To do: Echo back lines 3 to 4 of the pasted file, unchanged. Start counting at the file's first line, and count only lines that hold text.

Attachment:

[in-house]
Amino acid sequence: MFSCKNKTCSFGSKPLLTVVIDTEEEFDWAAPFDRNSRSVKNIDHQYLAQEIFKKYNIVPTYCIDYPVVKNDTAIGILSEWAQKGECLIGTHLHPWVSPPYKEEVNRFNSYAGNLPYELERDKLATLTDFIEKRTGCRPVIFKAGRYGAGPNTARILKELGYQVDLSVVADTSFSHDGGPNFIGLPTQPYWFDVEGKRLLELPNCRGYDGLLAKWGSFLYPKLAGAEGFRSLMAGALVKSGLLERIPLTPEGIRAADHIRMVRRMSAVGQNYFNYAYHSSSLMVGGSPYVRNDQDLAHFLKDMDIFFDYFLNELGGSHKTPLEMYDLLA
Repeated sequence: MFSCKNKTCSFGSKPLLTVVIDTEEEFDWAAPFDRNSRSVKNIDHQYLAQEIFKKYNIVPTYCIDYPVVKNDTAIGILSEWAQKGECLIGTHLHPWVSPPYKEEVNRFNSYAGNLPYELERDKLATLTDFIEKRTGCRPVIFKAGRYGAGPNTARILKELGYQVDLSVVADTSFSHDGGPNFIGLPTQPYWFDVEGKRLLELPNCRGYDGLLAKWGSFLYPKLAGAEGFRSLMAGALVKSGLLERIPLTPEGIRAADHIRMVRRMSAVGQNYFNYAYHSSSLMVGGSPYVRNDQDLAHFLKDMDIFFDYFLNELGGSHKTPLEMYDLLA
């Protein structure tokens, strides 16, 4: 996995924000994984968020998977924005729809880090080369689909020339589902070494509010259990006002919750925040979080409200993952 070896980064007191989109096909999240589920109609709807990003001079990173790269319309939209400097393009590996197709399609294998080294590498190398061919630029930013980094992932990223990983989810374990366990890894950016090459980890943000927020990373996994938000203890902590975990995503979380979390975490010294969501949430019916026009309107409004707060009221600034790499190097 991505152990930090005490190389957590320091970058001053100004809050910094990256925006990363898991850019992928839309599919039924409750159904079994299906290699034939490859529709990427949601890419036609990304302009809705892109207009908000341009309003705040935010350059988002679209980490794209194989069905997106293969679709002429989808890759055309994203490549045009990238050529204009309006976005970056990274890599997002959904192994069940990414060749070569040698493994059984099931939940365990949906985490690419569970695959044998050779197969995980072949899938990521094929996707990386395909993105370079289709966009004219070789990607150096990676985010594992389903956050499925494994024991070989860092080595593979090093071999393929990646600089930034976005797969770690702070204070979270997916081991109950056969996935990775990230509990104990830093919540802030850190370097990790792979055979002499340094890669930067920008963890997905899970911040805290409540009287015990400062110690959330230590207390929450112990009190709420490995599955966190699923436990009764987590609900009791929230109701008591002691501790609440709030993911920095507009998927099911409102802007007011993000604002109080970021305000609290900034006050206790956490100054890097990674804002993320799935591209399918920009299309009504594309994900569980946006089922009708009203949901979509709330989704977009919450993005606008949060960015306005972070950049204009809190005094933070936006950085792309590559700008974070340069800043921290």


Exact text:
Repeated sequence: MFSCKNKTCSFGSKPLLTVVIDTEEEFDWAAPFDRNSRSVKNIDHQYLAQEIFKKYNIVPTYCIDYPVVKNDTAIGILSEWAQKGECLIGTHLHPWVSPPYKEEVNRFNSYAGNLPYELERDKLATLTDFIEKRTGCRPVIFKAGRYGAGPNTARILKELGYQVDLSVVADTSFSHDGGPNFIGLPTQPYWFDVEGKRLLELPNCRGYDGLLAKWGSFLYPKLAGAEGFRSLMAGALVKSGLLERIPLTPEGIRAADHIRMVRRMSAVGQNYFNYAYHSSSLMVGGSPYVRNDQDLAHFLKDMDIFFDYFLNELGGSHKTPLEMYDLLA
């Protein structure tokens, strides 16, 4: 996995924000994984968020998977924005729809880090080369689909020339589902070494509010259990006002919750925040979080409200993952 070896980064007191989109096909999240589920109609709807990003001079990173790269319309939209400097393009590996197709399609294998080294590498190398061919630029930013980094992932990223990983989810374990366990890894950016090459980890943000927020990373996994938000203890902590975990995503979380979390975490010294969501949430019916026009309107409004707060009221600034790499190097 991505152990930090005490190389957590320091970058001053100004809050910094990256925006990363898991850019992928839309599919039924409750159904079994299906290699034939490859529709990427949601890419036609990304302009809705892109207009908000341009309003705040935010350059988002679209980490794209194989069905997106293969679709002429989808890759055309994203490549045009990238050529204009309006976005970056990274890599997002959904192994069940990414060749070569040698493994059984099931939940365990949906985490690419569970695959044998050779197969995980072949899938990521094929996707990386395909993105370079289709966009004219070789990607150096990676985010594992389903956050499925494994024991070989860092080595593979090093071999393929990646600089930034976005797969770690702070204070979270997916081991109950056969996935990775990230509990104990830093919540802030850190370097990790792979055979002499340094890669930067920008963890997905899970911040805290409540009287015990400062110690959330230590207390929450112990009190709420490995599955966190699923436990009764987590609900009791929230109701008591002691501790609440709030993911920095507009998927099911409102802007007011993000604002109080970021305000609290900034006050206790956490100054890097990674804002993320799935591209399918920009299309009504594309994900569980946006089922009708009203949901979509709330989704977009919450993005606008949060960015306005972070950049204009809190005094933070936006950085792309590559700008974070340069800043921290």